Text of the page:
Category Archives: London Korean Film Festival 2011

KIM Ki-duk at the London Korean Film Festival 2011

For me the most exciting news about this year’s festival is that Kim Ki-duk will be present for a director’s Q&A following the closing film, the award winning and intensely personal Arirang in which the director mediates on the nature of the creative process, and confronts his own personal demons. Arirang is a Korean folk song – according to some sources Korea’s unofficial national anthem – which has a number of regional and historical variations, while ostensibly a love song, Arirang’s theme of parting and sorrow provides a potent metaphor for Korea’s suffering as a nation and its enforced division at the end of the Korean War.

Kim Ki-duk is a prolific director, and while noted for what some see as the excessive [sexual] violence of his early films, Crocodile (악어, 1996), The Isle (, 2000)/Bad Guy(나쁜 남자, 2001), his films possess an artistry and authenticity that are the hallmarks of a true auteur. Director Kim’s 2006 mediation on the shifting nature of identity in a globalized world and ephemeral quality of love, Time시간) is my favorite Kim Ki-duk film to date.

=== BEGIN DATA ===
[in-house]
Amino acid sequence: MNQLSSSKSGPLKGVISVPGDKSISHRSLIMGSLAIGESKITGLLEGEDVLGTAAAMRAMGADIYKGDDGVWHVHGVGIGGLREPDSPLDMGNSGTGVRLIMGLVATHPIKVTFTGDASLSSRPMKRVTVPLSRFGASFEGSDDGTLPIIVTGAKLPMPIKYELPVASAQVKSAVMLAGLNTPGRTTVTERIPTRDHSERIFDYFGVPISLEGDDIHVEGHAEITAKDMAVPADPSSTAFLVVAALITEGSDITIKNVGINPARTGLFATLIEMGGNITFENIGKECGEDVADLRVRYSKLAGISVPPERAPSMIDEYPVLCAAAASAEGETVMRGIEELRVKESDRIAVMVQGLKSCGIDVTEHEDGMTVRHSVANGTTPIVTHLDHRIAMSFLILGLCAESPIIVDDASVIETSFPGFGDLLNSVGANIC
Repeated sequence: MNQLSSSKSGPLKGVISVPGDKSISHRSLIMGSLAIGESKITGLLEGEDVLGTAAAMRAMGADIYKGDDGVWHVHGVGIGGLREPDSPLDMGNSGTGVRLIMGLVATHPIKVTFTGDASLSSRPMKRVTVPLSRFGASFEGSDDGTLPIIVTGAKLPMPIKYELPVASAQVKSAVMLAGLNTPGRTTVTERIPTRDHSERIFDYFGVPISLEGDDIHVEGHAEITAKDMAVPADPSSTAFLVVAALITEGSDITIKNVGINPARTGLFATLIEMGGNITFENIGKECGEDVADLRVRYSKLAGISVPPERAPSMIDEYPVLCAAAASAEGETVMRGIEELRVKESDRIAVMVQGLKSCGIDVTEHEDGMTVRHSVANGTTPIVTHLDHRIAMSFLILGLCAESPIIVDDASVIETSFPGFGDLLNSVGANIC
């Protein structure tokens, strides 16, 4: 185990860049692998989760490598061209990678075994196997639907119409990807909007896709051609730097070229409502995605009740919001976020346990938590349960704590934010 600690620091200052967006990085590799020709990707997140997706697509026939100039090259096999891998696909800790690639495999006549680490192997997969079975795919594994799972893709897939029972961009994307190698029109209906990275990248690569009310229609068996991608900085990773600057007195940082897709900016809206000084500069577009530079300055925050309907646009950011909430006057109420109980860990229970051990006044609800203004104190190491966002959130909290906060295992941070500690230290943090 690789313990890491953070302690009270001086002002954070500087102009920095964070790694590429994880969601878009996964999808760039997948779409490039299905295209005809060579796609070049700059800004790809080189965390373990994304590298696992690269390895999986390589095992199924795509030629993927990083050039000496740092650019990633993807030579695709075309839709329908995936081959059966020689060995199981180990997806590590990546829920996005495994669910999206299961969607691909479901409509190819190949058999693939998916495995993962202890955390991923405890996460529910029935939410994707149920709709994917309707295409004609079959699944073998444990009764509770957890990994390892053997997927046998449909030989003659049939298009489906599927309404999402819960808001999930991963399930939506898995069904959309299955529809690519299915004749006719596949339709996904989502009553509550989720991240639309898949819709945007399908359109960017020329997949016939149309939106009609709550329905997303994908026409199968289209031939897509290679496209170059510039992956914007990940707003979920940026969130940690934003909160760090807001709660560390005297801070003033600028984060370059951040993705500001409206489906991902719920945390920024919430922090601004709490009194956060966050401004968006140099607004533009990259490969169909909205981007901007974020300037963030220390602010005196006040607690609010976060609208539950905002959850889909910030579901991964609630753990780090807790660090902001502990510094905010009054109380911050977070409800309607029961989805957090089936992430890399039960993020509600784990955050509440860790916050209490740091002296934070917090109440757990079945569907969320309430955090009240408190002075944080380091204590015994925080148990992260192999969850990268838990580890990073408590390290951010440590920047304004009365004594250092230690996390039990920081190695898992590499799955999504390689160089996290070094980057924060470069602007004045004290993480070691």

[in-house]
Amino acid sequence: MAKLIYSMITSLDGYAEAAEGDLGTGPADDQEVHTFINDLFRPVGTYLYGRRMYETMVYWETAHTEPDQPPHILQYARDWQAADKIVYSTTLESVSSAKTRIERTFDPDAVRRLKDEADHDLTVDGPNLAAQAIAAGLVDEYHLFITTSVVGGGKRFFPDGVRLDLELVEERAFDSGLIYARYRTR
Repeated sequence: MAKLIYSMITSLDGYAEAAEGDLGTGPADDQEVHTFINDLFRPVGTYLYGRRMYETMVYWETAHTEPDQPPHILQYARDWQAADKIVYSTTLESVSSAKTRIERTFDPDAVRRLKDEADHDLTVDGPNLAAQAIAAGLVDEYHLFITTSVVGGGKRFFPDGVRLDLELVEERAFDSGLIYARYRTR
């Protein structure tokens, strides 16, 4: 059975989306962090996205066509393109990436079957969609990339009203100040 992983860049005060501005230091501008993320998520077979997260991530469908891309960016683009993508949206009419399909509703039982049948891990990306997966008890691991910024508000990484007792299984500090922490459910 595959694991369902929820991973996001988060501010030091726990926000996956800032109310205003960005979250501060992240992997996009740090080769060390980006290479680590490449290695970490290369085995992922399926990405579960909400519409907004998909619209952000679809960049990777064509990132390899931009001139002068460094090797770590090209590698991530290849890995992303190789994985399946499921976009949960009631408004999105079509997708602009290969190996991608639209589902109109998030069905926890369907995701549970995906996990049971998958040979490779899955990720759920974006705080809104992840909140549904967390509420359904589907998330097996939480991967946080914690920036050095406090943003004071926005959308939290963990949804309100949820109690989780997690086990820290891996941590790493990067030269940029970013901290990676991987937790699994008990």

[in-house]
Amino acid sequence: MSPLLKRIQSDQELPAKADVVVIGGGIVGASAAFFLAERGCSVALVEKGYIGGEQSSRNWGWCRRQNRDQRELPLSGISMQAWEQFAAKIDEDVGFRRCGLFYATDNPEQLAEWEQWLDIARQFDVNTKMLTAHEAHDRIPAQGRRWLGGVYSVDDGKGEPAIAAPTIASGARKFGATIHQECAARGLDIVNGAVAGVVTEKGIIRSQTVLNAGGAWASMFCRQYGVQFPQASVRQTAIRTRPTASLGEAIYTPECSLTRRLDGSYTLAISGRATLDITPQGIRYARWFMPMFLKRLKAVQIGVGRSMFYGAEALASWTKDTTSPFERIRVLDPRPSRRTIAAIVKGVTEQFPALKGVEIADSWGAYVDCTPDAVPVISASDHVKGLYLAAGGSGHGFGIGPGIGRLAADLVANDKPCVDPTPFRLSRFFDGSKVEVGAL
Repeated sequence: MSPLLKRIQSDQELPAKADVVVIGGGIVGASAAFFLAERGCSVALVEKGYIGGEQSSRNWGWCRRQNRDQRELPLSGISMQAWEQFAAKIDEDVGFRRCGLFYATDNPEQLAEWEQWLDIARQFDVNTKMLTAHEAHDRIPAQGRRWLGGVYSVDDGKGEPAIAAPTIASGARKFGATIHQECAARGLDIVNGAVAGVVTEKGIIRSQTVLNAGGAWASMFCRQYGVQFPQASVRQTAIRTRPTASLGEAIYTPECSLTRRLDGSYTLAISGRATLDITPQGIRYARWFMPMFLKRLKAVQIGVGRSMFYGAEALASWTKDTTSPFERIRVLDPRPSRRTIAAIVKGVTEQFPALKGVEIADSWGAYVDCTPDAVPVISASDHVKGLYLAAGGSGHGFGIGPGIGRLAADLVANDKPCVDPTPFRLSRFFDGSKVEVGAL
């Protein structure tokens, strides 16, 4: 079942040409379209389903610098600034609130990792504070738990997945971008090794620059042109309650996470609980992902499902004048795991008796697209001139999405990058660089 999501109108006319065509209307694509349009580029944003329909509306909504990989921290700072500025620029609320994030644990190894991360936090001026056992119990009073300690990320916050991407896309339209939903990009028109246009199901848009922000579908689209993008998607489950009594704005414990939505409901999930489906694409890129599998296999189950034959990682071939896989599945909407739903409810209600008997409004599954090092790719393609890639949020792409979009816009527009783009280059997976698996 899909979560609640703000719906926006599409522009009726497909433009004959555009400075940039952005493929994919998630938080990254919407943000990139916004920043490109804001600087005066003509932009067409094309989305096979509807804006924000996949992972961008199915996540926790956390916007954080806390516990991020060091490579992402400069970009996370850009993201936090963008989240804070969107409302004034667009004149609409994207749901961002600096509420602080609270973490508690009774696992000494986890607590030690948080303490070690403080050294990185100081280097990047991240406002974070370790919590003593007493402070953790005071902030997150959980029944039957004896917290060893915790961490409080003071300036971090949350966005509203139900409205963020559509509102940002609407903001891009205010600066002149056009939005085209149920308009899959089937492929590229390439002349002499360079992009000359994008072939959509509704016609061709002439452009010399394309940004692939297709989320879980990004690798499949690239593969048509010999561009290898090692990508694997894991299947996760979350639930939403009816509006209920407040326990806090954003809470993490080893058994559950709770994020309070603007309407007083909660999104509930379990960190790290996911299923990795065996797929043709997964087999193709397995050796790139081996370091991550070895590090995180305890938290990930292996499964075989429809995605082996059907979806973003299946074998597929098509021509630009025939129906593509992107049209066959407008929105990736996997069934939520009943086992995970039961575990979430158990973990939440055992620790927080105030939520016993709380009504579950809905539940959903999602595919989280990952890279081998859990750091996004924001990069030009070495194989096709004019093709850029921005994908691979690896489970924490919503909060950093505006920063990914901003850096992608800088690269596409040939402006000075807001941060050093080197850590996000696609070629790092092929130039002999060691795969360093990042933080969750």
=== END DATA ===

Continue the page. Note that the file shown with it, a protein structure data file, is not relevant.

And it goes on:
Director Kim has also encouraged and nurtured new talent  including  Juhn Jai-hong (Kim wrote the script for Juhn’s directorial debut, Beautiful (아름답다, 2008)  and Cheol-su Jang, who directed the extraordinarily beautiful, horrific and poignant Bedevilled (김복남 살인사건의 전말 , 2010) was assistant director to Kim on Samaritan Girl [사마리아, 2004] and Spring, Summer, Autumn and Winter and Spring [봄 여름 가을 겨울 그리고 봄:2003). Juhn Jai-hong’s, second film, also scripted by Kim Ki-duk, Poongson (풍산개, 2011), will have its European Premiere as part of the North & South Section of the Festival.

London Korean Film Festival 2011

I was lucky enough to attend the preview screening of War of the Arrows (aka Arrow: The Ultimate Weapon [최종병기 활], KIM Han-Min, 2011), at the May Fair Hotel Screening Room on Friday, 16th September 2011.